There has been one semi-good thing to happen during this whole pandemic situation: we haven’t had to do nearly as much flying.
Not that it’s usually the airline employees’ fault, especially the flight attendants. They can only do so much with what they’re given. It’s just the whole process of flying. The booking of tickets, checking baggage, waiting in line, having to take off your shoes and belt, waiting, flights being delayed, flights being canceled, having to book new flights, being seated next to some slob who wants to talk the whole flight, waiting for our bags, hailing a cab, and lots and lots of walking, if not running. Blechhh…
Speaking of flight attendants, they were asked not too long ago to share some of the things we as passengers don’t know about and/or happen when we fly.
Turns out, there is probably a good reason why we don’t know some of these things.
For example, according to one Reddit user, CheatingOutlaw, “When people ask for the reason for a delay, we usually give a bulls**t response because the REAL answer would spook passengers. ‘We have a minor technical problem and engineers are on their way.'”
See what I mean? I really didn’t need to know that.
It’s not all bad though, as they also added, “It means A LOT to us if a passenger actually says hello back to us and smiles. We’ll remember your face. Believe me, because we got 150+ people who usually ignore us. One guy said ‘Hey good morning!’ to me, and all flight I gave him alcohol on priority right away, while I made others wait 5-10 minutes because I was busy. Also, say ‘thank you’. It really makes my day. I took count of how many ‘thanks’ I got. 200 passengers at 18 said ‘Thanks.’ Sometimes I load my pockets with cookies, nuts, crackers, mini whiskey bottles, and whenever I pass by, I offer them.”
Redditor moaningpilot spills even more behind the scenes flight attendant tea.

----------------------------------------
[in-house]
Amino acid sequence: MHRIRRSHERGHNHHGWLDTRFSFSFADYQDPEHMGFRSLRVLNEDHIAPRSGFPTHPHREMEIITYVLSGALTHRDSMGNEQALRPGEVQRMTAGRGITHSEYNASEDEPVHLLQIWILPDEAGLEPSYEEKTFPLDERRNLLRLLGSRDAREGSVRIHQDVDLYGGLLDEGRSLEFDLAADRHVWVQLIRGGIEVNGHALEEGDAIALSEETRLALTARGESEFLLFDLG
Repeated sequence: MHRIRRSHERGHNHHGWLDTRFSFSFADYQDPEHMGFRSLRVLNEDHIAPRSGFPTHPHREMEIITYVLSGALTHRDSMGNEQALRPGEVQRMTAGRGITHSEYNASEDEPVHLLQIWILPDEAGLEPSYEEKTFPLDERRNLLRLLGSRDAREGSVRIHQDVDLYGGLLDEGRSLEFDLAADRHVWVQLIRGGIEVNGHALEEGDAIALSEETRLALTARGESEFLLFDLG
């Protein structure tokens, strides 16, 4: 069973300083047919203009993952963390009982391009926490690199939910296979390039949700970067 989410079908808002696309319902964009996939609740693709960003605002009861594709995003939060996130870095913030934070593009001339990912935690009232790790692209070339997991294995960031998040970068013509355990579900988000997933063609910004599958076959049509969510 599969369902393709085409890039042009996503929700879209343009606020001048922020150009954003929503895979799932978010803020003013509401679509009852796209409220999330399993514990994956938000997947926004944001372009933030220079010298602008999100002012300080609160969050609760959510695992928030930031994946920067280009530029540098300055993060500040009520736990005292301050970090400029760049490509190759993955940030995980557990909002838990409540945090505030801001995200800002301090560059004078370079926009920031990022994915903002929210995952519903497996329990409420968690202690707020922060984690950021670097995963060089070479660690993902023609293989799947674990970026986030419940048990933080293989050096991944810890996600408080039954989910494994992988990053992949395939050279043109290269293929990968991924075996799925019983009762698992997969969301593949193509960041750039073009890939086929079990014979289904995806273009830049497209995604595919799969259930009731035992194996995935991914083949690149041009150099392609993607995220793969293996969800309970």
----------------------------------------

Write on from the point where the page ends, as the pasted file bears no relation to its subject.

As for things you don’t know, almost always we pick our BFF or Boyfriend for the Flight who is simply the most attractive guy on the flight just for a bit of fun. We also discuss amongst us how nice out ‘side’ is. On wide-body aircraft there’s 2 aisles and we work each side. Once we’ve done the initial drinks round we often have a casual chat over what they’re like; “My side is pretty nice, they’re drinking a lot of alcohol though. 34D is a dick but there’s a family of four at the front who are lovely.”
If you drink too much and we cut you off when you ask for your 4th double vodka tonic in an hour, don’t try and pull the wool over our eyes and ask someone else. We know about you, the onboard manager will know about you and the Captain will know about you. As soon as I cut someone off I let the crew working with me know that I’ve stopped giving 28B alcohol. When the manager calls us (every half an hour at my airline) we let them know that 28B has been cut off, and in turn they’ll let the Captain know. It’s nothing major but I don’t think a lot of people realise how much we keep the flight deck in the loop on everything that’s going on.
People in business and first class don’t realise they’re cracking off their warm smelling bed farts all the time when they’re trying to sleep and it’s disgusting.
And yes we know when you’re getting handsy with each other.
Now those things are all good to know.
Another Reddit user, ukulelehey, shares these revelations:
• Hairspray can set off the lavatory smoke alarms. Also, yes, your vape.
• Junior flight attendants are exhausted. Zombies walking around, facing minor hypoxia, sleep deprivation, negative bank accounts, and general anxiety. That was me during our airlines required ‘reserve’ period. It’s comparable to new RN’s and doctors who are on call. You can be on call for 24 hours, which means at any point you have two hours to be at the airport, in uniform, ready to fly any flight they assign you. Once you finish that assignment, which can be anywhere from 2 hours to 4 days, you have 9 hours of ‘rest’ before you go back on call.
Oh, and in case you’re wondering while up in the sky, “where are we flying over right now?” SkyWaitress replies, “We never know.”
Also, don’t ask why there are still ashtrays in the bathroom. “It’s an FAA requirement, ashtrays need to be on every plane in case someone decides to f**k the rules and light up,” says SkyWaitress.
Instead, be more concerned about what Redditor ConstableBlimeyChips revealed.
“Unless you’re extremely lucky and your aircraft just rolled out of the hangar after major maintenance, there will absolutely be something broken in it. An aircraft can have a whole host of parts be broken and still be allowed to fly, the broken parts just get labeled, recorded, and put on the to-do list for the next time it goes to maintenance.”
Thaaaaat seems like a good place to stop. Flying…don’t miss it one bit.
If you want to learn more, by all means give this a click.